Australia’s Mr ‘Natural’ World goes on anti-HGH crusade.

Posted: 2010 in anabolic steroids, Asian Bodybuilder, steroids, steroids blog, steroids uk

The first Australian to be crowned the Mr World of natural bodybuilding says sports authorities are in denial if they believe Australia’s elite athletes aren’t cheating by using human growth hormone.

Ryan Laos, a life-time drug-free bodybuilder, says the expensive HGH, which is available by prescription as an anti-ageing drug – and which actor Sylvester Stallone was caught with at Sydney airport in 2007 – is easily obtainable on the black market and believes claims that it doesn’t enhance performance in rugby league are ”a load of rubbish”.

”It would be totally stupid to think that there aren’t people in elite sports who have been using HGH for many years,” Laos said.

AFL last week became the first Australian sporting code to implement blood-testing for HGH.

However, rugby league is yet to follow. It is set to become a tricky issue after Wakefield hooker Terry Newton was banned for two years by England’s Rugby Football League after testing positive to HGH, the first such result in any code.

The league’s executive chairman, Richard Lewis, said England strongly supported blood testing – the only way to identify HGH – in addition to the range of urine-based testing. But the NRL is still deliberating.

”There are plenty of people who say that [HGH] is not a threat for rugby league,” NRL spokesman John Brady said. ”Some of our advice is that, by nature of what it does, [HGH] is going to suit an athlete in AFL more than league because it’s more aerobic. There are others who say it can’t be taken without steroids and if you take it with steroids you’ll test positive anyway.”

Brady said the tests were expensive – about $600 each – and the NRL didn’t want to spend a lot on low-risk testing at the expense of higher-risk areas.

The reason HGH is so hard to detect is because growth hormones occur naturally.

”So if you find it in a sample the person can say it’s just natural,” said an endocrinologist, associate professor Tony O’Sullivan, from the University of NSW’s St George Clinical School.

Hard to detect, but not hard to buy. Laos said that finding hormones was no harder than finding illicit drugs.

”It’s available all over the place,” he said. ”You can ask in a pub and you’ll probably get someone carrying steroids or HGH, just like they might have cocaine or ecstasy.”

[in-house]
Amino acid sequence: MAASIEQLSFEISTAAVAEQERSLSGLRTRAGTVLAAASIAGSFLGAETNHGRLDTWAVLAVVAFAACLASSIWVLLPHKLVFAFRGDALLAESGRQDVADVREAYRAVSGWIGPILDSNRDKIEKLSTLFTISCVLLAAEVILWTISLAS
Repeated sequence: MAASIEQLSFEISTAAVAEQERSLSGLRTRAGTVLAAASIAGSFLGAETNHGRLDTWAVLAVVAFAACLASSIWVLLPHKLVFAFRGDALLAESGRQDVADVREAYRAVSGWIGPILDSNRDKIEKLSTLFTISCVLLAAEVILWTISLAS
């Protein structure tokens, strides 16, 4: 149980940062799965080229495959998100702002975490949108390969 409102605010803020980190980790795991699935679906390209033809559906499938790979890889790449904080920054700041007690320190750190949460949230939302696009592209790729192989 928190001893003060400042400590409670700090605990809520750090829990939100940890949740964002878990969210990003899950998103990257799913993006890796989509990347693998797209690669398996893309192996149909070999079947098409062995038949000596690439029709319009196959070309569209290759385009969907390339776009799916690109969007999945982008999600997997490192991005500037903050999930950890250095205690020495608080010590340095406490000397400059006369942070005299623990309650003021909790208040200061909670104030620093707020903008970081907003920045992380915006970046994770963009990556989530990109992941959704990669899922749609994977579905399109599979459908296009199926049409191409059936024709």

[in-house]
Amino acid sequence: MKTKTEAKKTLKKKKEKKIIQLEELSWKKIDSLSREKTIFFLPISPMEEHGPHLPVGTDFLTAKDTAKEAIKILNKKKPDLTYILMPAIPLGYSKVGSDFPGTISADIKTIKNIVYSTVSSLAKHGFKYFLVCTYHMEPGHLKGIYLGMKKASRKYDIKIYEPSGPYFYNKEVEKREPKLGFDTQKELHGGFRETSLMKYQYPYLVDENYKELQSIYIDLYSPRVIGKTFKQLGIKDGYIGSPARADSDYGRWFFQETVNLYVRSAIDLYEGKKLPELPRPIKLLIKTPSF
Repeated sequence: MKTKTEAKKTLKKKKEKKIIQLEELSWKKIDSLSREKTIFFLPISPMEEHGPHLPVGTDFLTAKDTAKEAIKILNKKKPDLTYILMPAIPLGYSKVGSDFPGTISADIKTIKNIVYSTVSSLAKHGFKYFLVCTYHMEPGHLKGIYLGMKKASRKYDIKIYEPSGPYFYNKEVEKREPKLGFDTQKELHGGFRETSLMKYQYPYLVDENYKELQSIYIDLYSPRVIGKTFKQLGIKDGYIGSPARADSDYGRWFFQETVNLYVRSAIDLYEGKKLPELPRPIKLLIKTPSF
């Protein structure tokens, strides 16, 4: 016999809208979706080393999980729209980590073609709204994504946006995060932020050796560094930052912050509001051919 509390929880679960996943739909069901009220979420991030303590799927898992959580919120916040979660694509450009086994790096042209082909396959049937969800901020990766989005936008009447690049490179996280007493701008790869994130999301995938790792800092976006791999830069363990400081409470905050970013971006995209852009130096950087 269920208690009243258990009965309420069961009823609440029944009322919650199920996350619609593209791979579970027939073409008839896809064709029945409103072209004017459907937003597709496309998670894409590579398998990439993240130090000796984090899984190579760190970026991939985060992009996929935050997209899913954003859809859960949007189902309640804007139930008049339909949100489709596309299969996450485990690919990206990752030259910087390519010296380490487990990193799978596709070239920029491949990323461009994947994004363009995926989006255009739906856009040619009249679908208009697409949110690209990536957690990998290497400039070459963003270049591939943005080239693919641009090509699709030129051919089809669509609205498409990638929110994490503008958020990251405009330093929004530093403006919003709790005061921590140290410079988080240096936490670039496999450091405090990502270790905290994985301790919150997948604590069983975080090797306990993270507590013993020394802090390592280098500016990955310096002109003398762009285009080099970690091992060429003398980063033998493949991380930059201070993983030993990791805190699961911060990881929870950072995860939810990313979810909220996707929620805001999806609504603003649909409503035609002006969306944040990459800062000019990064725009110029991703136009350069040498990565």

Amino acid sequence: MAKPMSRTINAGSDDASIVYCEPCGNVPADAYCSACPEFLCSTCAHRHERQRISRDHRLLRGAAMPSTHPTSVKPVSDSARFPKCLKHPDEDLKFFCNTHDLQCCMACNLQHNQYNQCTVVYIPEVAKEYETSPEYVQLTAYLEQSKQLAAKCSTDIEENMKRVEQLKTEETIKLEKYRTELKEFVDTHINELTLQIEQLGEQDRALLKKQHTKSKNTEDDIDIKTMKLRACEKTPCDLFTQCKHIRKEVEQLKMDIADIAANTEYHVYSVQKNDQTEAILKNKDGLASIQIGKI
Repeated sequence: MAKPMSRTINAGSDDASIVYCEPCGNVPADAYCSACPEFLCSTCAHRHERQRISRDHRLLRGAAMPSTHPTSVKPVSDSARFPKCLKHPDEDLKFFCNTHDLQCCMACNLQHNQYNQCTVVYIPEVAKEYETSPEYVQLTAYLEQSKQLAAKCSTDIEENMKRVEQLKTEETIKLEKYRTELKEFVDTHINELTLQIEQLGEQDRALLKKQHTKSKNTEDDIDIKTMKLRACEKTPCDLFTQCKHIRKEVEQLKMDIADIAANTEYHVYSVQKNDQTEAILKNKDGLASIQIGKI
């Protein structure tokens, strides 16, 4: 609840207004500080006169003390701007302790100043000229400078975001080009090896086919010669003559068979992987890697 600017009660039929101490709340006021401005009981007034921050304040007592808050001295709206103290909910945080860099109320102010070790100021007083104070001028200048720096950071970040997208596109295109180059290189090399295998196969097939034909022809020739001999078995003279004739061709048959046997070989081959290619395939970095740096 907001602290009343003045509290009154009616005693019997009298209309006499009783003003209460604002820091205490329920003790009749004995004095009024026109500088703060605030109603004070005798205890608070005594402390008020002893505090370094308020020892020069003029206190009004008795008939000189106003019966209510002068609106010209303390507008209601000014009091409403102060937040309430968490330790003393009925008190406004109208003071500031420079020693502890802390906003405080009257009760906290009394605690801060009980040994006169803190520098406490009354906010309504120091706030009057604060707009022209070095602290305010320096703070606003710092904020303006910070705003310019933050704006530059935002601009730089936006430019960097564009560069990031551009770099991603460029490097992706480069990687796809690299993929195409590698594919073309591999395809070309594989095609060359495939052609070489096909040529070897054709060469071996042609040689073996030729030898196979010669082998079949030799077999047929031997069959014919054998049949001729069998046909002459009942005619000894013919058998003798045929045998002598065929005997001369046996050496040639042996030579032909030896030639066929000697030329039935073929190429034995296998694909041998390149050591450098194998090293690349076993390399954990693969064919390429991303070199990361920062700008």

And it’s no cheaper. Laos said the people he knew who use HGH spent about 10 times as much as they would on anabolic steroids, precluding many bodybuilders from using it.

”In other sports there might be people earning a lot of money and they can afford it and they can get away with it,” Laos said.

As in league or, until now, AFL. And the indications are interesting.

”There’s some footy players who will say they’ve put on eight or 10 kilos in the off-season,” Laos said. ”You think to yourself, ‘Bloody hell, how did you do that?’

”Then you see them with their shirt off and they’re lean. They haven’t put on fat. I don’t want to accuse anyone but for an intermediate or advanced trainer, you can only gain up to three kilos of lean muscle per year. A beginner might put on 10 kilos quickly, but not someone who’s been training for a while.”

Richard Ings, chief executive of Australian Sports Anti-Doping Authority, said the authority had the ability under legislation to test athletes any time anywhere, as a urine test or blood test, and did not need permission from the sport.

”When AFL says they’ve agreed to testing for these substances, it means that they’ve agreed to fund it,” he said. ”What kind of tests the rugby league chooses to fund or not is entirely up to them. It’s a difficult drug to test for.”

Another big problem with HGH testing is that it clears the body within a day or two; if testers are going to catch a cheat they need to have intelligence about when the drug is being used so they can catch the person in time.

On Thursday, the authority announced a two-year ban on 2008 International Sport Kickboxing Association welterweight world champion Andrew Keogh for possession and use of HGH. In December 2008, Queensland Police found Keogh in possession of HGH. He pleaded guilty to possessing dangerous drugs on January 21, 2009.

University of New South Wales associate professor Tony O’Sullivan was trying to study the effects of human growth hormone when he fell victim to the drug’s black market.

The steroid hormones expert was set to commence a study into growth hormones 15 years ago but the supply never arrived.

“It was only a small amount and it doesn’t necessarily mean that it was stolen for use by sportsmen, it could have been used by bodybuilders or whatever,” O’Sullivan said. ”But I suspect it was stolen by someone who wanted to sell it on the market. That’s what happens” he said.

Comments
  1. Anonymous says:

    This Mr. Natural should keep his mouth shut and keep to himself.Munix.

  2. Anonymous says:

    >anyone who can help me in victoria can find anything email me

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